The all wood lifting body, called by many a “Flying Bathtub”, was the first manned vehicle of its type and helped lead the way to the Space Shuttle.
According to a NASA paper the lifting body concept evolved in the late 1950s as researchers considered alternatives to ballistic reentries of piloted space capsules. The designs for hypersonic, wingless vehicles were on the boards at NASA Ames and NASA Langley facilities, while the US Air Force was gearing up for its X-20 Dyna-Soar program, which defined the need for a spacecraft that would land like an airplane.
Despite favorable research on lifting bodies, there was little support for a flight program. NASA’s Dryden Flight Research Center engineer R. Dale Reed was intrigued with the lifting body concept, and reasoned that some sort of flight demonstration was needed before wingless aircraft could be taken seriously.
In February 1962, he built a model lifting body based upon the Ames M2 design, and air-launched it from a radio controlled “mothership.” Home movies of these flights, plus the support of research pilot Milt Thompson, helped persuade the facilities director, Paul Bikle, to give the go-ahead for the construction of a full-scale version, to be used as a wind tunnel model and possibly flown as a glider. Comparing lifting bodies to space capsules, an unofficial motto of the project was, “Don’t be Rescued from Outer Space — Fly Back in Style.“
The construction of the M2-F1 was a joint effort by Dryden and a local glider manufacturer, the Briegleb Glider Company located at El Mirage Airport, some 40 miles from the center. The budget was $30,000. NASA craftsmen and engineers built the tubular steel interior frame in a curtained-off section of a hangar with a sign reading “Wright’s Bicycle Shop”.
Its mahogany plywood shell was hand-made by Gus Briegleb and company. It was a product of craftsmanship that was nearly obsolete in the 1940s. Ernie Lowder, a NASA craftsman who had worked on the Howard Hughes H-4 Hercules, better known as the “Spruce Goose,” was assigned to help Briegleb. To keep cost down many parts were off the shelf including the Cessna 150 landing gear. Final assembly was done back at the NASA facility in early 1963. The M2-F1 did not have ailerons. Instead, it had elevons which were attached to each of the two rudders. A large flap on the trailing edge of the body acted as an elevator.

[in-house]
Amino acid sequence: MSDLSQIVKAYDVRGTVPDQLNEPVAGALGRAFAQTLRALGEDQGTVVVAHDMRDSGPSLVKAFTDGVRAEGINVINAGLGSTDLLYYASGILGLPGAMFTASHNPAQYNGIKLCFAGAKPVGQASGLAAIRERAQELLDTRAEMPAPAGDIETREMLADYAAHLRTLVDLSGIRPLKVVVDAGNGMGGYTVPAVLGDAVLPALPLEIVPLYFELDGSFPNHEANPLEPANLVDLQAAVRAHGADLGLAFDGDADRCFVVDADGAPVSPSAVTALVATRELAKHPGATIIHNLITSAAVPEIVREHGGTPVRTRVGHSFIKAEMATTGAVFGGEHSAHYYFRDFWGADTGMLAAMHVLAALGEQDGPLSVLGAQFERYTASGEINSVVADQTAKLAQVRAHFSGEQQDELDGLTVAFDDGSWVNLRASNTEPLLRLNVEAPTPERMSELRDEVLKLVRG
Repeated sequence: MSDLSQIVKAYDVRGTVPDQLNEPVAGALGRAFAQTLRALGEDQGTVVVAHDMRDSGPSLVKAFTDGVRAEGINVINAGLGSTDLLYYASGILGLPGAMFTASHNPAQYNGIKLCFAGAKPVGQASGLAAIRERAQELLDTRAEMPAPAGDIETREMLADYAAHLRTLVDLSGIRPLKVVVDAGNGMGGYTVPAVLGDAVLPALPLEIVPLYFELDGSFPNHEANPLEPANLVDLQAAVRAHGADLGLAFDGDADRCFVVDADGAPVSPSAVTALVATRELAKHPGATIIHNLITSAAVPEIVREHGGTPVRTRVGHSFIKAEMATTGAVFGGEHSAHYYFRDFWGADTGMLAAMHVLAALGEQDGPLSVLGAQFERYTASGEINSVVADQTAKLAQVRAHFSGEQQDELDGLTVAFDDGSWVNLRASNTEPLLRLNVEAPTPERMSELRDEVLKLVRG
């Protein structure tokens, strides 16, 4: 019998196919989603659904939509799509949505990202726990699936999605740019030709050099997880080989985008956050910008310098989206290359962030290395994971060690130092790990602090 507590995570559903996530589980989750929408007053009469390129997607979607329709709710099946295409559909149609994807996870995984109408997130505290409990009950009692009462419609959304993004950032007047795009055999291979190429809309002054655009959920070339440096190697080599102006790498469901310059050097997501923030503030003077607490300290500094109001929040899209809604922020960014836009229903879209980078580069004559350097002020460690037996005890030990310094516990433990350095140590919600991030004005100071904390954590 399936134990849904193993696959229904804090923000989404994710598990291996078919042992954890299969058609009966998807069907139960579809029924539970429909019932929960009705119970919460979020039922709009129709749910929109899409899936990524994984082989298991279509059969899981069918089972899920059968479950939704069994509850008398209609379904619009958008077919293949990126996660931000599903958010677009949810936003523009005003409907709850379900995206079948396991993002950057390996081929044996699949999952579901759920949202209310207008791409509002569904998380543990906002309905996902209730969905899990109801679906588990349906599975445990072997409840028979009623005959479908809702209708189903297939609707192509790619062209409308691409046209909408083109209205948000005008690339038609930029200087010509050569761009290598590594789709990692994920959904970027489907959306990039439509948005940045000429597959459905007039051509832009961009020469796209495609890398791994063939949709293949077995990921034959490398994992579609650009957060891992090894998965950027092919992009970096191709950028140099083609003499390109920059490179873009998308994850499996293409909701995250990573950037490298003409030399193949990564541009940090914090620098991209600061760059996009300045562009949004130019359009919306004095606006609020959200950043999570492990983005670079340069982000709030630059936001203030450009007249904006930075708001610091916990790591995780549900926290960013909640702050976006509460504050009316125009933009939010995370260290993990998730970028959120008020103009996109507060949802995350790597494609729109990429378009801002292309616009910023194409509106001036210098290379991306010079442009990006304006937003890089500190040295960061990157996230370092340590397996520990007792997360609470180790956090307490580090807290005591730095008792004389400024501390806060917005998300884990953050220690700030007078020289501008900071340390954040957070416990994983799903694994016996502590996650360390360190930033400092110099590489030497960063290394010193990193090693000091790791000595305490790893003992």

Because the M2-F1 was unpowered, a tow vehicle was required. Walter “Whitey” Whiteside, a hot-rod enthusiast who worked at the center, was sent to purchase a new 1963 Pontiac Catalina convertible. Following modification at two race shops, the car was capable of reaching 110 miles per hour with the M2-F1 in tow. (The museum is currently looking for a 1963 Pontiac Catalina convertible to display along side the M2-F1. (Any leads would be greatly welcomed!)
The first flight tests saw the M2-F1 towed aloft by the Pontiac driven at speeds up to 120 mph across Rogers Dry Lake. These initial tests produced enough flight data about the M2-F1 to proceed with flights behind a NASA R4D tow plane at greater altitudes. The R4D (the Navy designation of the C-47 or civil DC-3) towed the craft to an altitude of 12,000 ft. where it was released to fly freely back to Rogers Dry Lake. NASA research pilot Milt Thompson flew the M2-F1 during the first series of tests. Typical glide flights with the M2-F1 lasted several minutes at speeds of 110 to 120 mph. More than 400 ground tows and 77 aircraft tow flights were carried out with the M2-F1 before it was retired. Chuck Yeager, Bruce Peterson and Don Mallick also flew the M2-F1.
The success of Dryden’s M2-F1 program led to NASA’s development and construction of two heavyweight lifting bodies based on studies at NASA’s Ames and Langley research centers — the M2-F2 and the HL-10, both built by the Northrop Corporation, and the X-24 program. The Lifting Body program also heavily influenced the Space Shuttle program.
The “Flying Bathtub” is currently on display at the AFFT Museum.
Milt Thompson – 45 flights
Bruce Peterson – 17 flights
Chuck Yeager – 5 flights
Donald M. Sorlie – 5 flights
Donald L. Mallick – 2 flights
Jerauld R. Gentry – 2 flights
Bill Dana – 1 flight
James W. Wood – 1 ground tow
Fred Haise 1 – ground tow
Joe Engle – 1 ground tow
Span: 14 ft. 2 in.
Maximum speed: 150 mph
Length: 20 ft.
Range: 10 nautical miles
Height: 9 ft. 6 in.
Gross Weight: 1,000 lb.